All good advice, except 250cc? If your goal is street riding, a 500cc should be small enough. I wanted that 250cc I learned on in class, my hubby made me go 500cc and I’m glad. Four months later I was on a Softail and loving it! I don’t think I would’ve jumped from a 250cc to a Softail. Anything I thought I couldn’t do, I did! Good training gives you more confidence! Don’t pass up any chance to get good instruction!
Very good article. I actually followed these steps years ago, but I did buy her first bike, a Buell Blast. She just wasn’t into it like I was so we sold it.
This was a great article. Most women are not big enough or have enough experience to ride a large motorcycle. It takes years of experience. I have been riding since the age of 8 years old. I am 60 years old now. I started riding on a Yamaha 80. In a few years graduated to a 250 Yamaha. As an adult my first Harley was a Low Rider then a Softail Deluxe. I now ride a Street Glide Special and love it! My husband and I both ride Street Glides!
I learned to ride last year at the age of 59 in a STARS class. Everyone thought I was crazy. The article was good, but I would add that just choosing a bike to move up to can be fraught with danger. The dealer put me on too heavy and powerful bike for my level of experience, a Honda Valkyrie. He took me on a route that had a stop sign on an uphill. Even though my feet touched the ground, the bike rolled backward and I couldn’t hold it while I tried to leave from the stop. I felt like I could just let it roll back and crash or try to go forward and try to ride out of it. I ended up trying to accelerate to pull myself out of the backward roll and over accelerated, lost control and went through a fence. I didn’t have the experience to know what to do when presented with the situation. I faired better than the bike but that made me scared to try bigger bikes. I ended up with an Indian Scout which was low enough and light enough for me to hold up even on a hill. Even with a lot of power I feel comfortable and in control. I rode my 250 Honda Rebel for my first year and gained confidence with it. Start small and be careful when you decide to move up.I would also say that I don’t like to lead. I get a lot of advanced information from my husband by following and other women riders I’ve talked to feel the same. I think you should do what makes you most comfortable when you ride. Ride your own ride.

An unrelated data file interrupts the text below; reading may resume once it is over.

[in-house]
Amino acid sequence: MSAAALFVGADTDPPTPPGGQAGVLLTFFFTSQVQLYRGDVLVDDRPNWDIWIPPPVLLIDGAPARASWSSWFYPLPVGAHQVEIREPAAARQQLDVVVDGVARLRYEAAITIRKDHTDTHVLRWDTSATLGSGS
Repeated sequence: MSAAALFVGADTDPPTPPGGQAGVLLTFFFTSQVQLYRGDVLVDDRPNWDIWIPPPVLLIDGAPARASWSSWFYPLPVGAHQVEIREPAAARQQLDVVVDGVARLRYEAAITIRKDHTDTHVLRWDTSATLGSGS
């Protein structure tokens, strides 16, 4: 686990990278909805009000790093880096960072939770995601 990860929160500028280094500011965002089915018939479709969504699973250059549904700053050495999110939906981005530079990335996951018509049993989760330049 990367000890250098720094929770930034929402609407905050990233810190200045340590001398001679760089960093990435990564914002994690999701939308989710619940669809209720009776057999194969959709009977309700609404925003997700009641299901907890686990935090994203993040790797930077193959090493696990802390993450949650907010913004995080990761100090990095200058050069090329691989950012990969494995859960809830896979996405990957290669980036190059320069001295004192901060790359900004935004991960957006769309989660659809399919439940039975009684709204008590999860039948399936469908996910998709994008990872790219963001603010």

Thanks for sharing your story Marlene. I’m surprised a dealer would put you on a Valkyrie as your first motorcycle. That is a large touring motorcycle, definitely not suited for a newly minted motorcyclist. Must not have been very bright salesperson. The Scout is an ideal choice or confident beginners. We reviewed the Scout here.As far as who should lead, you or your husband, our readers weighed in on this subject with mixed views. You can read that discussion here on WRN.
This article is spot on. I decided to learn to ride before I met my husband. My son paid for my MSF course and took it with me. I met my sweetie during the weeks before I took the class. I had already purchased my first bike, a used 30 -year-old Virago 750 that ran well and just needed new tires and an oil change. My new sweetheart came down to see what I had gotten myself into, test rode the bike and proceeded to start riding me around on it as a passenger. We put about 2,000 miles on it 2-up in the four weeks I had to wait for my class.Once I had taken the class, Toby would pilot us off the mountain to some nice easy road, then have me get behind the controls and he would ride passenger while I piloted. I was shaky, and nervous and we fell over in slow motion more then once. He was patient and encouraging and endlessly supportive. Eventually we had two bikes, and we have logged more than 40,000 blissful miles together. I still lead. He prefers it that way. There is nothing that says “I love you” to your wife more then helping her learn to ride the right way if she desires it.
I really want to thank you for this article; extremely informative, insightful and helpful. I needed to read it. Keep it up.
Thanks for your insightful article. I started riding at age 4 on a 50cc Indian and yes, I did progress to bigger and bigger bikes including dirt bikes and road bikes. I have owned everything from Japanese multi-cylinder sportbikes to a couple of H-D’s. I currently commute from Santa Cruz to San Jose on a BMW K 1200 GT which is by far the favorite of all.I too had grand ideas of what my wife should start on when she decided she wanted to ride. Having enough “couple’s” experience I was able to back off and let her choose her first bike. A sweet low mileage 2008 Honda Nighthawk 250 made its way to our home after a marathon run to the Sacramento area (couldn’t find a clean one closer to home). She is 63 and has never ridden a motorcycle but got the bug after riding a scooter around Lake Tahoe while on vacation a few years back. She is now learning the basics by way of women’s support Web groups and YouTube videos. We make short runs up and down our street which is in the Santa Cruz Mountains and she practices in a large research facility parking lot. I follow behind running interference and let her set the pace while grinning from ear to ear. She is scheduled to take the MSF in September. The little Honda has become her “baby” right after me and our pooch Bella (maybe not in that order). She spends as much time as I surfing the Web for the “right” riding accessories etc. I may have created a monster but one I am very happy to ride with!